10. Electrobeach, Le Barcarès: 13th – 15th July 2017

The biggest electronic festival in France will hit the south coast resort of Barcarès this summer. Global stars of house, EDM, and trance will play to over 100,000 festival-goers on the shores of the Mediterranean. David Guetta, Don Diablo, and Afrojack are just a few of the many musicians who will be producing the beats.

11. Lollapalooza, Paris: 22nd – 23rd July 2017

An export from the USA, which launched in the early 1990s by Jane's Addiction frontman Perry Farrell during the US boom of alternative music. The festival has since expanded to Latin America, with versions in Argentina, Brazil and Chile, as well as Europe which began with a 2015 edition in Berlin. This year head over to the Hippodrome de Longchamp and watch Imagine Dragons, The Weekend, Lana Del Ray and Red Hot Chili Peppers, take to the stage.

12.      The Chopin Festival, Paris: 17th June – 14th July 2017



It is the 34th edition of this festival, which pays tribute to the Polish composer and pianist through interpretations of his work by young musicians. The Orangerie within the Parc de Bagatelle is the grand setting, so after hearing The Nocturne festival-goers can stroll through the botanical gardens.à-Paris

13.      Musilac, Aix-les-Bains: 13th – 15th July 2017


What do you get when you mix a beautiful lake in the foothills of the Alps, top-range musicians and thousands of people? Musilac is the answer. The biggest pop rock event of the Rhône-Alpes region is certainly one of the most breath-taking settings to enjoy some live music. The tunes floating through the air this year will be by Two Door Cinema Club, The Lumineers, Vianney and Sting.

14.      Les Vieilles Charrues, Carhaix: 13th-16th July 2017

With a wood camp, firework display and Fest Noz (a Breton tradition of dancing and musicians playing acoustic instruments), it’s no surprise that this festival attracts around 200,000 people every year. M.I.A, Royal Blood, Phoenix and Seasick Steve are all set to make an appearance.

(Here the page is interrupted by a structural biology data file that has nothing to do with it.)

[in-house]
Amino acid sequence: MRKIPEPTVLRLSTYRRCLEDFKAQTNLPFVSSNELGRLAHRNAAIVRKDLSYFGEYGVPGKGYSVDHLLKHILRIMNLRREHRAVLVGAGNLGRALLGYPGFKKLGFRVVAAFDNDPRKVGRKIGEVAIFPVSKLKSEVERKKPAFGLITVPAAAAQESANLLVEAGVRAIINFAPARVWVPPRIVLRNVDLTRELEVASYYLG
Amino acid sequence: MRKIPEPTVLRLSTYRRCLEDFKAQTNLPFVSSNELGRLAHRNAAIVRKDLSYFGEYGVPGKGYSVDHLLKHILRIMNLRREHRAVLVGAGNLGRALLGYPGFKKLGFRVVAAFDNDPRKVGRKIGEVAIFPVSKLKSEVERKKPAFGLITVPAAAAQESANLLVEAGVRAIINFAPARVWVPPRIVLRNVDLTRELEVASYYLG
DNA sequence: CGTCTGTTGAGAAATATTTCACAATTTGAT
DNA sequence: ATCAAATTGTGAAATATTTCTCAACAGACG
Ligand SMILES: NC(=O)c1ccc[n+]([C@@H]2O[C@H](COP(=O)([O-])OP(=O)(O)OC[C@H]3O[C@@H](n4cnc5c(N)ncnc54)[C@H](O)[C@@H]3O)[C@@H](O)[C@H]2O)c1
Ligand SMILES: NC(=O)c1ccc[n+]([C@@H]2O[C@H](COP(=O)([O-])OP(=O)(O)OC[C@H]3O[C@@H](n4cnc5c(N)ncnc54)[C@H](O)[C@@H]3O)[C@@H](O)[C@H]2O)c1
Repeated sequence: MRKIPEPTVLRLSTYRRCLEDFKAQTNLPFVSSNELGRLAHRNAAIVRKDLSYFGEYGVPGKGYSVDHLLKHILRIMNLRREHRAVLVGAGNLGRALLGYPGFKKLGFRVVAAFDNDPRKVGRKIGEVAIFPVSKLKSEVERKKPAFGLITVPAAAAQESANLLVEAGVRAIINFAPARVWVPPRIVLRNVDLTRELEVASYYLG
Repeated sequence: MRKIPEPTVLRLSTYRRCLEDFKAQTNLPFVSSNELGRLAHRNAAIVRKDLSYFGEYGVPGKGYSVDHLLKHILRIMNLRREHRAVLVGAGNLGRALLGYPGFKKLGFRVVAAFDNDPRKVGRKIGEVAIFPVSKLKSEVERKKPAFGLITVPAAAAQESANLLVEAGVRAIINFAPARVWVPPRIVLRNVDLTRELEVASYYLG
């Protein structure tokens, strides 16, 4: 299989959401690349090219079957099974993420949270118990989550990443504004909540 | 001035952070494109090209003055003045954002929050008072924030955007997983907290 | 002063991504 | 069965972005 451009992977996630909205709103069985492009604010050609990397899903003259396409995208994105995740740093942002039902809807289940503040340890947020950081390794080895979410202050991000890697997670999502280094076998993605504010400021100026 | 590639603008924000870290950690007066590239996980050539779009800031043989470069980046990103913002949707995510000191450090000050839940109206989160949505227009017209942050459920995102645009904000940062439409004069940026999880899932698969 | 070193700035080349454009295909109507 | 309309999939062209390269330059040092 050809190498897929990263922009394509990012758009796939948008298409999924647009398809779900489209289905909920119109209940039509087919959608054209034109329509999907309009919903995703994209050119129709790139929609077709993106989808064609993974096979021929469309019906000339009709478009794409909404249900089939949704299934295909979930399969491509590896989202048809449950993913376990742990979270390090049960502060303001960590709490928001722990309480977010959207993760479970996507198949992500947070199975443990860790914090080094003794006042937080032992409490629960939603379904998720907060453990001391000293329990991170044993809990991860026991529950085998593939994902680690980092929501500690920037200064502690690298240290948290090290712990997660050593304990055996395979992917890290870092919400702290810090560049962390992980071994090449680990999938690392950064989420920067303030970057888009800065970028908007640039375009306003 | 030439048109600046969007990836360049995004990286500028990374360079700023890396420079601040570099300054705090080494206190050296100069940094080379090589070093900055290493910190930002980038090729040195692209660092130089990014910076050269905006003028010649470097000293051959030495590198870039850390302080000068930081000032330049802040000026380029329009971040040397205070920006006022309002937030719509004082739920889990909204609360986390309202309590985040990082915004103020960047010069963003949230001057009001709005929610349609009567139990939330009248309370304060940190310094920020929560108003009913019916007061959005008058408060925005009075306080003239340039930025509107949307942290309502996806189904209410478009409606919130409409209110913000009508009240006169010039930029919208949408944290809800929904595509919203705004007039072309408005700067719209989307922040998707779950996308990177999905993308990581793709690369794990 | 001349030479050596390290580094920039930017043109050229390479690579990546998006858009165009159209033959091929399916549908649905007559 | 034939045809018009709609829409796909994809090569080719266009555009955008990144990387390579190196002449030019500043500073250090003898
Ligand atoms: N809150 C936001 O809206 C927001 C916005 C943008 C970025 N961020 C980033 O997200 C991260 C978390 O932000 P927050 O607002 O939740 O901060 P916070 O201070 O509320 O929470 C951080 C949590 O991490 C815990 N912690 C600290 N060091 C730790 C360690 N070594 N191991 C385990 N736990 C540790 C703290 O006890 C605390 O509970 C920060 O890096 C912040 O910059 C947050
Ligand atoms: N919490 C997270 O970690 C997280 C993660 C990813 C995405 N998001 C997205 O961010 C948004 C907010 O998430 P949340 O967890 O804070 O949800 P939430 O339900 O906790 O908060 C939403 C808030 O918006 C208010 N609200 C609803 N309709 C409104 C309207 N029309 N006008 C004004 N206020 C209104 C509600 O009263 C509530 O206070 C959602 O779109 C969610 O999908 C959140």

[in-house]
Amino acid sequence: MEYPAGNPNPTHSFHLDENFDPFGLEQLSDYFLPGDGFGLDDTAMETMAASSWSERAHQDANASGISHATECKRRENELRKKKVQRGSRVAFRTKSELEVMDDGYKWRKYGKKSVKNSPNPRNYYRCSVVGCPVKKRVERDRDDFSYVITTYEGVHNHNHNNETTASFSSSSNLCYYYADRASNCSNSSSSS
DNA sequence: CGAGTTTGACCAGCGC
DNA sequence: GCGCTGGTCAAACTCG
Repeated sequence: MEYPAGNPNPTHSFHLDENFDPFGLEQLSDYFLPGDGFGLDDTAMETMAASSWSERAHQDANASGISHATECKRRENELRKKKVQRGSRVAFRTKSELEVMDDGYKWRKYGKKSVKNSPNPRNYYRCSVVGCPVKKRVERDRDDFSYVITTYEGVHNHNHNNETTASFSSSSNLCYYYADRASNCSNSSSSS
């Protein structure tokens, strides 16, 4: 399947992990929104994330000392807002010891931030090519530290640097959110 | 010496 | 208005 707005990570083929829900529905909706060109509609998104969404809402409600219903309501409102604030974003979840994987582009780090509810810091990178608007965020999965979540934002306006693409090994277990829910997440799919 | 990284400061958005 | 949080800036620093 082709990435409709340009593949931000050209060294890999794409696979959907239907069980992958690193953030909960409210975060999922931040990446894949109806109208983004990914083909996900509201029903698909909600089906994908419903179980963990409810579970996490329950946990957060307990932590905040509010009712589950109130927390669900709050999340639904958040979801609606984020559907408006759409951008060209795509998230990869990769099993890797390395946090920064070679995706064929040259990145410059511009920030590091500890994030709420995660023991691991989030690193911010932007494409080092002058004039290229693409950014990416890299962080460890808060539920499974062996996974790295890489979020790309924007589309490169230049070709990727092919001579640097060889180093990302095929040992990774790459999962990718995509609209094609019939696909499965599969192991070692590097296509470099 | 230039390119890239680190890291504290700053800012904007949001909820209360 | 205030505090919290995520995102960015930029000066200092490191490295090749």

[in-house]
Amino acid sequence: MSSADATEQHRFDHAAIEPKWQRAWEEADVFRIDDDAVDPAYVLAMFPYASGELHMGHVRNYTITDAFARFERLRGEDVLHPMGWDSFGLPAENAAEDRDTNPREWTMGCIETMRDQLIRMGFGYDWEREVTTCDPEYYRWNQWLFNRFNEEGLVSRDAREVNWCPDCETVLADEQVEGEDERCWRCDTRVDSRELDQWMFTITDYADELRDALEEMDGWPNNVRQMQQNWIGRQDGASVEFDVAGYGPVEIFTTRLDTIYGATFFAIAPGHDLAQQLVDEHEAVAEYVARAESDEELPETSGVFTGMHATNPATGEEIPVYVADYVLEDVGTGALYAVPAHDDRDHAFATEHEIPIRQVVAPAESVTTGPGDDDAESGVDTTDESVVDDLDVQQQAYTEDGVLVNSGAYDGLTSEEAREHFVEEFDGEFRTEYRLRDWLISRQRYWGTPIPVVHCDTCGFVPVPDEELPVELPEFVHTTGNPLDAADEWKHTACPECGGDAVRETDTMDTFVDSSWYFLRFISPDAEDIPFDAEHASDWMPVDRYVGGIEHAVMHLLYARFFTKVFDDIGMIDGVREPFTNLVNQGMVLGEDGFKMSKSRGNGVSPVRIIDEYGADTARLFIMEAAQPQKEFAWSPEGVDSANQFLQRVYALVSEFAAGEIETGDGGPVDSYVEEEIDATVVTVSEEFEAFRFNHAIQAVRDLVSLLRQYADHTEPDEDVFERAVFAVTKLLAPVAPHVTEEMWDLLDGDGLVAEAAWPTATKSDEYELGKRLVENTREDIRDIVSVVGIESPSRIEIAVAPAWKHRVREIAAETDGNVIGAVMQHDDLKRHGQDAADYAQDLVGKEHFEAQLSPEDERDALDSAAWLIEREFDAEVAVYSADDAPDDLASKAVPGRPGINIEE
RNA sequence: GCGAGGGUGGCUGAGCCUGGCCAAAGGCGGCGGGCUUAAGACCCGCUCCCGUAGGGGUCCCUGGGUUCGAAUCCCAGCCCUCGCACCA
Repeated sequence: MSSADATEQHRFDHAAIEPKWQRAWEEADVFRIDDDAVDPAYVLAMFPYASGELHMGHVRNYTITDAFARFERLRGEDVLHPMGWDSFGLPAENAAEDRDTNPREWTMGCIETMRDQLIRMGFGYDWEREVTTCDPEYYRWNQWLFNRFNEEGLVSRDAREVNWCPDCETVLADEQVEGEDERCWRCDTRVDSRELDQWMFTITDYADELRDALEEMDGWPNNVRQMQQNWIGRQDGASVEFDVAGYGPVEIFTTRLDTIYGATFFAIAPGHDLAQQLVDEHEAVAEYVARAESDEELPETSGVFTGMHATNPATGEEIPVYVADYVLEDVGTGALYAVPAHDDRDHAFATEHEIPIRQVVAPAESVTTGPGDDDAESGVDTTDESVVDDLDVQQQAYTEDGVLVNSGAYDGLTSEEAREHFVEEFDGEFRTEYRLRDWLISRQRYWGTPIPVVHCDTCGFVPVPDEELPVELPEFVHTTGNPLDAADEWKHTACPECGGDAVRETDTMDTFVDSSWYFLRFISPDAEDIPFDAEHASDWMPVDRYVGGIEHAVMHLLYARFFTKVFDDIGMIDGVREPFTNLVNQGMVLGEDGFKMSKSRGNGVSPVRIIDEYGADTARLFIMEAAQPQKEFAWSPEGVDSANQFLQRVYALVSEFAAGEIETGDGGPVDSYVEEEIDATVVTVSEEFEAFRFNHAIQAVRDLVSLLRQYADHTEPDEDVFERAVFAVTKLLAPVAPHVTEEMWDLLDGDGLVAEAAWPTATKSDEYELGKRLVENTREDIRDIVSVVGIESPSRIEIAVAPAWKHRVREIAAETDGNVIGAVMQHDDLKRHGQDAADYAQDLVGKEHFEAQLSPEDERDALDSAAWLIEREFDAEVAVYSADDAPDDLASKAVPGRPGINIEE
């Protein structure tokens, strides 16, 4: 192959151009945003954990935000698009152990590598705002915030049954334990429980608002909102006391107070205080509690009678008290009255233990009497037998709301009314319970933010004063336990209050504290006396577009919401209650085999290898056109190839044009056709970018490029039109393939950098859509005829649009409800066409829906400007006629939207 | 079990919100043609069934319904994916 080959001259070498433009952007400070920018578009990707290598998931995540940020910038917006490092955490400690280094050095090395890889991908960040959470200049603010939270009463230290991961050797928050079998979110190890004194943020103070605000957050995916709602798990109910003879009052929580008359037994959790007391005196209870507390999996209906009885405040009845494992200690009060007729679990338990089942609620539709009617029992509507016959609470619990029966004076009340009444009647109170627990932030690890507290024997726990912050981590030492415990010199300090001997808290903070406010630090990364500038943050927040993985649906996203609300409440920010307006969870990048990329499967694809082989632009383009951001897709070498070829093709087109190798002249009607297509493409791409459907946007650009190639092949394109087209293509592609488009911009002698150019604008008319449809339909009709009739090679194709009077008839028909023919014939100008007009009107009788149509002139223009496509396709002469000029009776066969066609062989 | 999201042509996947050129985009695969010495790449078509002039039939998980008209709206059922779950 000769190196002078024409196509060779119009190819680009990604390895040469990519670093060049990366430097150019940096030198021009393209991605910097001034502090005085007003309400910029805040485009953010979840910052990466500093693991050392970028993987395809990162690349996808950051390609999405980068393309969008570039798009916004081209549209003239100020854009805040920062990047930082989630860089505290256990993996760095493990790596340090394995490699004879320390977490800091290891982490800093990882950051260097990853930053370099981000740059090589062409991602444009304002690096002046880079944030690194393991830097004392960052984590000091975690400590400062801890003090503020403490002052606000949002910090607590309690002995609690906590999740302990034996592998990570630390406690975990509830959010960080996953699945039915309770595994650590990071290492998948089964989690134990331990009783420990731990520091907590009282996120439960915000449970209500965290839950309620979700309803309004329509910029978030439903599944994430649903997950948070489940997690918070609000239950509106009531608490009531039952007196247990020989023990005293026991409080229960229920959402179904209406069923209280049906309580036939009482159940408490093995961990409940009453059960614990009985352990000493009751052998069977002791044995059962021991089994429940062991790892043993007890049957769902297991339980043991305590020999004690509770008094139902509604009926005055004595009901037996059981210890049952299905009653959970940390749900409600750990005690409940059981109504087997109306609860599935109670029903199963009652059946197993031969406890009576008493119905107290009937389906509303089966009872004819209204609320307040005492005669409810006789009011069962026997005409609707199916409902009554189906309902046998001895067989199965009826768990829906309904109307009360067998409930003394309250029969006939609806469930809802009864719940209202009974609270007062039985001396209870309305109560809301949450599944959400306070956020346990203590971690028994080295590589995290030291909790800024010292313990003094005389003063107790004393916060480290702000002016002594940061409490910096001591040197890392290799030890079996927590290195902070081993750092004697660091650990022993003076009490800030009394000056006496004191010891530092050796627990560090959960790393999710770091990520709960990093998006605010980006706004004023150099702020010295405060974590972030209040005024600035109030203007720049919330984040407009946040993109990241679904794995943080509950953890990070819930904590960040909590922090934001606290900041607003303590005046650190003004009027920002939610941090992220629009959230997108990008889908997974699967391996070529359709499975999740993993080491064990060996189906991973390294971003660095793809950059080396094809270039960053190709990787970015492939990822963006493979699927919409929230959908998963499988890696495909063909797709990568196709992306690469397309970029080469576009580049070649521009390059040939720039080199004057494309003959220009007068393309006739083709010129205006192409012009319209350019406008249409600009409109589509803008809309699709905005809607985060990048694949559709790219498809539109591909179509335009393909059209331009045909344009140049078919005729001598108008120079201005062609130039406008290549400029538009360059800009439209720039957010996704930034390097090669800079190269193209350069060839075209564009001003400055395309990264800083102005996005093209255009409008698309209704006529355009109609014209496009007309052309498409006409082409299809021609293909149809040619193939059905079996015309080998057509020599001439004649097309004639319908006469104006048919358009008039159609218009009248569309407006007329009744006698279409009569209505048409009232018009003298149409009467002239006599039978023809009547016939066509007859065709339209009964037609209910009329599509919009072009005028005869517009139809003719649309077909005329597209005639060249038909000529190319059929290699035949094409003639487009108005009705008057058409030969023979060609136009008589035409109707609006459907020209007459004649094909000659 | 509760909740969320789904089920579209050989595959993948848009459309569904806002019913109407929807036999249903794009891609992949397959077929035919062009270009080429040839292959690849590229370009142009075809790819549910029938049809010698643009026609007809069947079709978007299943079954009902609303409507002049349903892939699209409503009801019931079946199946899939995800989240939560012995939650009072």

15.      Les Nuits des Fourvière, Lyon: 1st june – 8th August 2017

(Photo: AFP)

Based in Lyon, Les Nuits de Fourvière is devoted to the arts of the stage, and has brought a variety of disciplines together since 1946: theatre, music, dance, opera, circus, cinema, etc. Every summer, in June and July, the festival puts on around 60 performances in the spectacular Gallo-Roman theatre of Fourvière for over 130,000 spectators. The festival is dedicated to not only building loyalty with internationally reputed artists but also giving opportunity to up and coming names.

16.      La Route du Rock, Saint-Malo: 17th-20th August

Surrounded by the clear blue waters of the sea, this rock festival in Brittany is sure to be a stunner. The evening venue is the 18th century fort of Saint-Père, which will host musical acts such as PJ Harvey, Tale of Us, and Angel Olsen.

17.      Cabaret Vert, Charleville-Mézières: 24th – 27th August 2017

‘The head in the stars, the feet in the Ardennes’, is the tagline for this arty festival in the Champagne region of France. Expect theatre performances, art workshops and film screenings, alongside performances by Kate Tempest, London Grammar, Franz Ferdinand, and Flume.

18.      Rock En Seine, Paris: 25th – 27th August 2017

Celebrating its 15th birthday this summer, this multi-genre festival is one of Europe’s most loved. Located in a park designed by André Le Nôtre (who designed the Park at the Palace of Versailles) just outside Paris. Big and small names share the stage, from The XX to George Ezra, Jain to The Kills.


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The best and worst things about France in the summer

There are some things that make France the best place to be in summer, and then there are others that drive us mad, writes Katie Warren.

The best and worst things about France in the summer
Photo: AFP